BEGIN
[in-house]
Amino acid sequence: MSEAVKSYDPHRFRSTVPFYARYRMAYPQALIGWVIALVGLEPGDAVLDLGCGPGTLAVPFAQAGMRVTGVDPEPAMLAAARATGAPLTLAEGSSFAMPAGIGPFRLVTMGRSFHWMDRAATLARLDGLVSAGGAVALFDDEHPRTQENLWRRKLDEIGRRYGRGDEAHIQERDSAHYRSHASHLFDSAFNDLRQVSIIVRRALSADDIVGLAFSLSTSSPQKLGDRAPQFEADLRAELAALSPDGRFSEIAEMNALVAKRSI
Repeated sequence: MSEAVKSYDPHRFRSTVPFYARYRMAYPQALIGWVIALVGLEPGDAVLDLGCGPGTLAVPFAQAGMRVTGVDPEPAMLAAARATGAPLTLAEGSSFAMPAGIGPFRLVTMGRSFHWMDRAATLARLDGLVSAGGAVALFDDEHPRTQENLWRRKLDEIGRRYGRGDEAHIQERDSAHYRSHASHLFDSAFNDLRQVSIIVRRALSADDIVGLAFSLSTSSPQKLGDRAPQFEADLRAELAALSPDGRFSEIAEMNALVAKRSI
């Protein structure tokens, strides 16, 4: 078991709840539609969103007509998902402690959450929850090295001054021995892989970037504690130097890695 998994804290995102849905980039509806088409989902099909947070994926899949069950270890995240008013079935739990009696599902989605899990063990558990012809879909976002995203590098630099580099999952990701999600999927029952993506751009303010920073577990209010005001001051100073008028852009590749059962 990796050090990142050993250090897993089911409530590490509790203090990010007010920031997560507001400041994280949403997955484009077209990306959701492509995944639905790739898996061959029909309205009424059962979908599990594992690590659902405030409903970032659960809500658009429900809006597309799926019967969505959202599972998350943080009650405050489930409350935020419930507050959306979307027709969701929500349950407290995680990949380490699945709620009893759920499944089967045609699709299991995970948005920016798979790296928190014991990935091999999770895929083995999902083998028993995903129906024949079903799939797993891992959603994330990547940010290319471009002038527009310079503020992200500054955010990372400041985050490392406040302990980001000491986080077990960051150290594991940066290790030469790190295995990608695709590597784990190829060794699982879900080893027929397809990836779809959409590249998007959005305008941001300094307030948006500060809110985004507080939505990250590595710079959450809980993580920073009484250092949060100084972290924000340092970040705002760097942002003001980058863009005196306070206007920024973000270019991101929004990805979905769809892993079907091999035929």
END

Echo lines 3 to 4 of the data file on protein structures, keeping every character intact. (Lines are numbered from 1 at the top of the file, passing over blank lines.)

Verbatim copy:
Repeated sequence: MSEAVKSYDPHRFRSTVPFYARYRMAYPQALIGWVIALVGLEPGDAVLDLGCGPGTLAVPFAQAGMRVTGVDPEPAMLAAARATGAPLTLAEGSSFAMPAGIGPFRLVTMGRSFHWMDRAATLARLDGLVSAGGAVALFDDEHPRTQENLWRRKLDEIGRRYGRGDEAHIQERDSAHYRSHASHLFDSAFNDLRQVSIIVRRALSADDIVGLAFSLSTSSPQKLGDRAPQFEADLRAELAALSPDGRFSEIAEMNALVAKRSI
């Protein structure tokens, strides 16, 4: 078991709840539609969103007509998902402690959450929850090295001054021995892989970037504690130097890695 998994804290995102849905980039509806088409989902099909947070994926899949069950270890995240008013079935739990009696599902989605899990063990558990012809879909976002995203590098630099580099999952990701999600999927029952993506751009303010920073577990209010005001001051100073008028852009590749059962 990796050090990142050993250090897993089911409530590490509790203090990010007010920031997560507001400041994280949403997955484009077209990306959701492509995944639905790739898996061959029909309205009424059962979908599990594992690590659902405030409903970032659960809500658009429900809006597309799926019967969505959202599972998350943080009650405050489930409350935020419930507050959306979307027709969701929500349950407290995680990949380490699945709620009893759920499944089967045609699709299991995970948005920016798979790296928190014991990935091999999770895929083995999902083998028993995903129906024949079903799939797993891992959603994330990547940010290319471009002038527009310079503020992200500054955010990372400041985050490392406040302990980001000491986080077990960051150290594991940066290790030469790190295995990608695709590597784990190829060794699982879900080893027929397809990836779809959409590249998007959005305008941001300094307030948006500060809110985004507080939505990250590595710079959450809980993580920073009484250092949060100084972290924000340092970040705002760097942002003001980058863009005196306070206007920024973000270019991101929004990805979905769809892993079907091999035929």